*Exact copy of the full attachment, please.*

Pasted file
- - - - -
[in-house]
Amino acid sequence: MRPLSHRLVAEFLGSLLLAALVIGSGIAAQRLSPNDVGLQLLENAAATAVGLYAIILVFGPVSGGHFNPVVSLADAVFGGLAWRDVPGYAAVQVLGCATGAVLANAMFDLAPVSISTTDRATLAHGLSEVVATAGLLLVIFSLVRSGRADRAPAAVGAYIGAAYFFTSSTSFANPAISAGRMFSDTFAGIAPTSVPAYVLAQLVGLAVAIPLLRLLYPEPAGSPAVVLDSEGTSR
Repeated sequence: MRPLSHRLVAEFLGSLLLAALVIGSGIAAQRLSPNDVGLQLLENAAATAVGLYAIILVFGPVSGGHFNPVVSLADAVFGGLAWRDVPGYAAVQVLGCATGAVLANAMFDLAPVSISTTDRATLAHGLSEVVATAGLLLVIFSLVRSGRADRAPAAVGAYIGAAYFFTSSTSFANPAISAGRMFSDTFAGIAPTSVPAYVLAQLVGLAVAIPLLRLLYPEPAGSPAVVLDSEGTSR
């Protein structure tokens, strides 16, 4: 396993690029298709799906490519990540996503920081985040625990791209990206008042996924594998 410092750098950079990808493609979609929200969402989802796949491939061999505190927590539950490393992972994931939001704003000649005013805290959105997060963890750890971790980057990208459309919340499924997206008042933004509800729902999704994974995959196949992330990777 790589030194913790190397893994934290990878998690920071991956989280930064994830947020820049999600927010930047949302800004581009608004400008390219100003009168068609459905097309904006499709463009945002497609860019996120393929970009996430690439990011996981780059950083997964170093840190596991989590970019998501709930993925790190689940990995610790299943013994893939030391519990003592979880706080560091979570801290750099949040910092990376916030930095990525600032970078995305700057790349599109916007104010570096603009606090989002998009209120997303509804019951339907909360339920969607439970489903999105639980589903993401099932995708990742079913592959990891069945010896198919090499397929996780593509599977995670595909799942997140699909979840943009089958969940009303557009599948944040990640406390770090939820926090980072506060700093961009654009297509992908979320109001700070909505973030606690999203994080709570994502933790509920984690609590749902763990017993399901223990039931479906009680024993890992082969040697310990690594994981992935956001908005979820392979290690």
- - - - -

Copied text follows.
[in-house]
Amino acid sequence: MRPLSHRLVAEFLGSLLLAALVIGSGIAAQRLSPNDVGLQLLENAAATAVGLYAIILVFGPVSGGHFNPVVSLADAVFGGLAWRDVPGYAAVQVLGCATGAVLANAMFDLAPVSISTTDRATLAHGLSEVVATAGLLLVIFSLVRSGRADRAPAAVGAYIGAAYFFTSSTSFANPAISAGRMFSDTFAGIAPTSVPAYVLAQLVGLAVAIPLLRLLYPEPAGSPAVVLDSEGTSR
Repeated sequence: MRPLSHRLVAEFLGSLLLAALVIGSGIAAQRLSPNDVGLQLLENAAATAVGLYAIILVFGPVSGGHFNPVVSLADAVFGGLAWRDVPGYAAVQVLGCATGAVLANAMFDLAPVSISTTDRATLAHGLSEVVATAGLLLVIFSLVRSGRADRAPAAVGAYIGAAYFFTSSTSFANPAISAGRMFSDTFAGIAPTSVPAYVLAQLVGLAVAIPLLRLLYPEPAGSPAVVLDSEGTSR
């Protein structure tokens, strides 16, 4: 396993690029298709799906490519990540996503920081985040625990791209990206008042996924594998 410092750098950079990808493609979609929200969402989802796949491939061999505190927590539950490393992972994931939001704003000649005013805290959105997060963890750890971790980057990208459309919340499924997206008042933004509800729902999704994974995959196949992330990777 790589030194913790190397893994934290990878998690920071991956989280930064994830947020820049999600927010930047949302800004581009608004400008390219100003009168068609459905097309904006499709463009945002497609860019996120393929970009996430690439990011996981780059950083997964170093840190596991989590970019998501709930993925790190689940990995610790299943013994893939030391519990003592979880706080560091979570801290750099949040910092990376916030930095990525600032970078995305700057790349599109916007104010570096603009606090989002998009209120997303509804019951339907909360339920969607439970489903999105639980589903993401099932995708990742079913592959990891069945010896198919090499397929996780593509599977995670595909799942997140699909979840943009089958969940009303557009599948944040990640406390770090939820926090980072506060700093961009654009297509992908979320109001700070909505973030606690999203994080709570994502933790509920984690609590749902763990017993399901223990039931479906009680024993890992082969040697310990690594994981992935956001908005979820392979290690």